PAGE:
Interviewing for a new job is tough. It’s easy to become overwhelmed with nerves and anxiety before an interview, but these feelings are normal. An interviewer is about to assess your capabilities for a specific job, take notes on your answers, and review your background and qualifications. Of course, it’s going to be nerve-racking! You can walk out of the interview knowing you nailed it, awaiting the “welcome to the team!” phone call, or you can walk out with your spirits low and mistakes you made on your mind. Regardless, you want to walk into that room as prepared as you can. Here are five tips to get over your job interview nerves.
- Be prepared. Walk into the room with a smile on your face, prepared to answer any question thrown your way. Bring copies of your resume/portfolio and know them like the back of your hand. It’s better to be overprepared than underprepared. Lay out your outfit the night before and be sure to come up with some questions to ask your interviewer. Bring a notepad and pen to your interview and prepare to be an active listener.
- Do your research. Spend some time on the Company’s website, Glassdoor and LinkedIn pages to get an idea of what the company stands for and who their executives are. Make sure you truly understand the work they do and what your role would be. You do not want to waste your interviewer’s time with basic level questions about the nature of the company when you can find all this information on their website. Take note of some recent developments and projects the company has been working on and inquire about them. Show your knowledge and enthusiasm about the prospect of working at the company.
- Try some relaxation techniques. You can meditate before you leave for the interview, or perhaps listen to calming music on the way over. Talk to yourself. Try power posing, this technique can improve your confidence levels immediately. Visualize yourself walking into the interview room, calm and collected. You can even try some yoga-style breathing techniques.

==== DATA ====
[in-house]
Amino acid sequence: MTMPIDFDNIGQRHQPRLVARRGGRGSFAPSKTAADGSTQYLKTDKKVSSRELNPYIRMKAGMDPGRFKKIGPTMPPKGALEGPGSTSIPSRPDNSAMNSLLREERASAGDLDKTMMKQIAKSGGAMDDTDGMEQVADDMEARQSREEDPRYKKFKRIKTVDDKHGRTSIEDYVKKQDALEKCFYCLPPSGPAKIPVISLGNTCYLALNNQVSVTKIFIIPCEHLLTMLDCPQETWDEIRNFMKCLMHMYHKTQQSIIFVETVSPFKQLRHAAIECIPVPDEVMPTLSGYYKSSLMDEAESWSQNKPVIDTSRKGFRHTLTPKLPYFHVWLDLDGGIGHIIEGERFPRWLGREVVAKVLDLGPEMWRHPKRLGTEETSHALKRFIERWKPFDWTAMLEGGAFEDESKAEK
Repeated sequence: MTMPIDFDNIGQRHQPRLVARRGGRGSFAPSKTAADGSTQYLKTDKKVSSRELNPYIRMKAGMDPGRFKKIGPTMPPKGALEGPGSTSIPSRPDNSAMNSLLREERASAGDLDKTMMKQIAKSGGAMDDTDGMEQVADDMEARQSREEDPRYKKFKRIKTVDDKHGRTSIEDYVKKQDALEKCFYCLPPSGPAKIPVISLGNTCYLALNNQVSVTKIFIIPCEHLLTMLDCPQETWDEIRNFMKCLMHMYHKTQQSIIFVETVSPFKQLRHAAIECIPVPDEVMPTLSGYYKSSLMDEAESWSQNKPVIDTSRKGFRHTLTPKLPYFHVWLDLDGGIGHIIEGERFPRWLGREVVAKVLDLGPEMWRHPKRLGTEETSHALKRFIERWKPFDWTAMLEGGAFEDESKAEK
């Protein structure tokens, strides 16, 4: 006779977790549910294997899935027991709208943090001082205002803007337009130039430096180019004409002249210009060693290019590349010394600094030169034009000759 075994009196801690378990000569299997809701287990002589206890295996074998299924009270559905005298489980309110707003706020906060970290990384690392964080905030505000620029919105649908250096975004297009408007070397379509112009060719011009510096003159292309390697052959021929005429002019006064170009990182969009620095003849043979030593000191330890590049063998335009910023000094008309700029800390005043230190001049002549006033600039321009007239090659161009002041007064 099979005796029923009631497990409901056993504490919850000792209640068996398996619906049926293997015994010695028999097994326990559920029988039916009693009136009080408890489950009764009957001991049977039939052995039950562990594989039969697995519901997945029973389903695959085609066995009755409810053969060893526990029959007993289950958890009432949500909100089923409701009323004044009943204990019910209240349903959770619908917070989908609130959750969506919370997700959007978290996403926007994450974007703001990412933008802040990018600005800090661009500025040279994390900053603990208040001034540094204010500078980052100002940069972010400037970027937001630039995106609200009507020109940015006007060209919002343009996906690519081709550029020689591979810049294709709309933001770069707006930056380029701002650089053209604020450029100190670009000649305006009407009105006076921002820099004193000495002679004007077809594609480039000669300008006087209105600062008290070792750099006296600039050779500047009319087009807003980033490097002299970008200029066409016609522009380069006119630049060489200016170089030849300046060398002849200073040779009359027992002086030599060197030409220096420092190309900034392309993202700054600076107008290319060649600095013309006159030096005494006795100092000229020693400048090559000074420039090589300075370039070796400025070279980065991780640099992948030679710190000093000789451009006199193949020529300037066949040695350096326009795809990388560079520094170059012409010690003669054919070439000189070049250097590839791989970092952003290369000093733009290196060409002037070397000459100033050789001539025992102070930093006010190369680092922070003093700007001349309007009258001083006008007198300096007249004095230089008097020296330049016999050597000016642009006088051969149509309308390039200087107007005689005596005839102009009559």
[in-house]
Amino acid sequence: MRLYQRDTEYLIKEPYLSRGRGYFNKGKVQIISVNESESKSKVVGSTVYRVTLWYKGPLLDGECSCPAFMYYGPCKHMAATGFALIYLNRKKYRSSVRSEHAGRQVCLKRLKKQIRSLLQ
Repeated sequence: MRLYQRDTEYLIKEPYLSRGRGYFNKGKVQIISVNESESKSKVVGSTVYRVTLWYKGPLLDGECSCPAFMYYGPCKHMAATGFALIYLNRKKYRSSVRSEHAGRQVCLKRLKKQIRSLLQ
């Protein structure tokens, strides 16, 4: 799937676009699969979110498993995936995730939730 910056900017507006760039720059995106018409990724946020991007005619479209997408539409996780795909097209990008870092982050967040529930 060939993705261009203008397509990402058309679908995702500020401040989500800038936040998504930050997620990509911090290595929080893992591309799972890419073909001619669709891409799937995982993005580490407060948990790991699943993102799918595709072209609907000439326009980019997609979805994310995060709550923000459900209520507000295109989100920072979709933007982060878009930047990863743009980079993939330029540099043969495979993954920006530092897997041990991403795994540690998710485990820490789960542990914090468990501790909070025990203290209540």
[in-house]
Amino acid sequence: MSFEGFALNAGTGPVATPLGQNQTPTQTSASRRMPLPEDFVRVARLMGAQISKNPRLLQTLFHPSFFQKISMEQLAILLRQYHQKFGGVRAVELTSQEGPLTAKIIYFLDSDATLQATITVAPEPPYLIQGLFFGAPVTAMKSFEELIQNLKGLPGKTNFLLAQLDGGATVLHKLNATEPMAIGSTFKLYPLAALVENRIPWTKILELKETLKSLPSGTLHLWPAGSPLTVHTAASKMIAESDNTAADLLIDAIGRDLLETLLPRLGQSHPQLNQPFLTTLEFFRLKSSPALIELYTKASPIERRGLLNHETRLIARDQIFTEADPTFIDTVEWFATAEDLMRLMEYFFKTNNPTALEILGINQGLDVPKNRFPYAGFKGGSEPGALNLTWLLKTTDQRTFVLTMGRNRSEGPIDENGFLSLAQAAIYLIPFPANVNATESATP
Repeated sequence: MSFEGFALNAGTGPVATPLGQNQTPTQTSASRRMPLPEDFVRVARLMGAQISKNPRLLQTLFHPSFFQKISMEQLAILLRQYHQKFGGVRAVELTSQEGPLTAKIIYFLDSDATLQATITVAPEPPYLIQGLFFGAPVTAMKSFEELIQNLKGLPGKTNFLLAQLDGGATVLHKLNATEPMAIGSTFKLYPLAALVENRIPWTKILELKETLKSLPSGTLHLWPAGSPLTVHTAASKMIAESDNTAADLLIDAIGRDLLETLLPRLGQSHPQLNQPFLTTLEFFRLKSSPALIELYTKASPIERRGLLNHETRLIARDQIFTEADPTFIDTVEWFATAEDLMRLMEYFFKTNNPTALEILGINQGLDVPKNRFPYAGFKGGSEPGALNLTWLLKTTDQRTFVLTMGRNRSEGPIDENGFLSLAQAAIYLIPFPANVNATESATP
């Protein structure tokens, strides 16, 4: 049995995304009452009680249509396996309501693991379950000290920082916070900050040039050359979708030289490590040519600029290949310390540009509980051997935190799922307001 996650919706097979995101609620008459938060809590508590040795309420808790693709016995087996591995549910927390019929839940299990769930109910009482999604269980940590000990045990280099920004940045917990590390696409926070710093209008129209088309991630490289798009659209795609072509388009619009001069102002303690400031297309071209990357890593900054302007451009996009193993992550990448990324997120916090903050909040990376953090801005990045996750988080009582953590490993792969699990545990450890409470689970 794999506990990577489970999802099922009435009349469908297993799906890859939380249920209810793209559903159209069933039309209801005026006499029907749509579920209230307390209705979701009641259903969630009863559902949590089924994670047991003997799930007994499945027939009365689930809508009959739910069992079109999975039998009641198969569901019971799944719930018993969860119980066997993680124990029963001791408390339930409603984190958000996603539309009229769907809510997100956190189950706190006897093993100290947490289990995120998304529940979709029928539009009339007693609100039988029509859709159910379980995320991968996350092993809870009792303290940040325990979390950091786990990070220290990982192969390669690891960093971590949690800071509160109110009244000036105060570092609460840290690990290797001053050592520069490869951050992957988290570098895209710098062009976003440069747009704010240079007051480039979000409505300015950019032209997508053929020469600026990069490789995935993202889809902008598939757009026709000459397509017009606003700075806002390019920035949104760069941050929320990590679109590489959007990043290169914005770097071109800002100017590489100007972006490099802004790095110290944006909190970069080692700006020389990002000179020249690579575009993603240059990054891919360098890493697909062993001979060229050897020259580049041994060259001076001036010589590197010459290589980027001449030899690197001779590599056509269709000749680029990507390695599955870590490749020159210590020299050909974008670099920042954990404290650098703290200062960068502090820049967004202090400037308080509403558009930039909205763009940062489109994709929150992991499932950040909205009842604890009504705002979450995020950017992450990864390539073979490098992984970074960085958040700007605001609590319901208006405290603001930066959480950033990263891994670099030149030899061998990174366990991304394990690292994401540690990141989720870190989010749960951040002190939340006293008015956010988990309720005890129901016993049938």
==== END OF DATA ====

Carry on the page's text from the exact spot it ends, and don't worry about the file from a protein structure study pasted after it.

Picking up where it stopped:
- Arrive early. If parking will be difficult, allow time to find a spot. The same goes for traffic. You do not want to be late. Impress your interviewer with your timeliness. When you arrive, confidently ask for your interviewer by name. Sit in the area you are directed to and take a few minutes to familiarize yourself with the space. Take some deep breaths and make sure you look presentable. Remind yourself, you can do this, and you are confident. You are going to nail this interview! Your nerves will keep you on your toes. Take this time to collect yourself. Remind yourself that you are in control and qualified.
- Be yourself. Interviews are scary, but they are even harder when you’re projecting a persona that you think your interviewer wants to see. In the end, this could be your new place of work, and you want to feel comfortable. Never be afraid to be yourself. Your quirks are what make you unique, and if a company does not want to hire you because of something they don’t like about you, it’s their loss. Let your personality shine in the interview and don’t be too shy to talk about your accomplishments. You’ve worked very hard to get to where you are now, and that’s nothing to be ashamed of – the company you’re interviewing for thought so too because you landed an interview.
Be prepared. Walk into the room with a smile on your face, prepared to answer any question thrown your way. Bring copies of your resume/portfolio and know them like the back of your hand. It’s better to be overprepared than underprepared. Lay out your outfit the night before and be sure to come up with some questions to ask your interviewer. Bring a notepad and pen to your interview and prepare to be an active listener.
In the end, you want to walk out of the interview, knowing you gave it your all. If you made mistakes and stumbled over your words, it’s okay. Those are lessons to learn from for your next interview. There is no “perfect” interview. Companies are looking for different people for specific jobs, and thus, interviews are going to be challenging. Nerves tend to arise in these situations, but when your meeting is over, regardless of the outcome, you did it! You fought your fear of interviewing and beat your nerves. That is something to be proud of, even if you don’t get the job.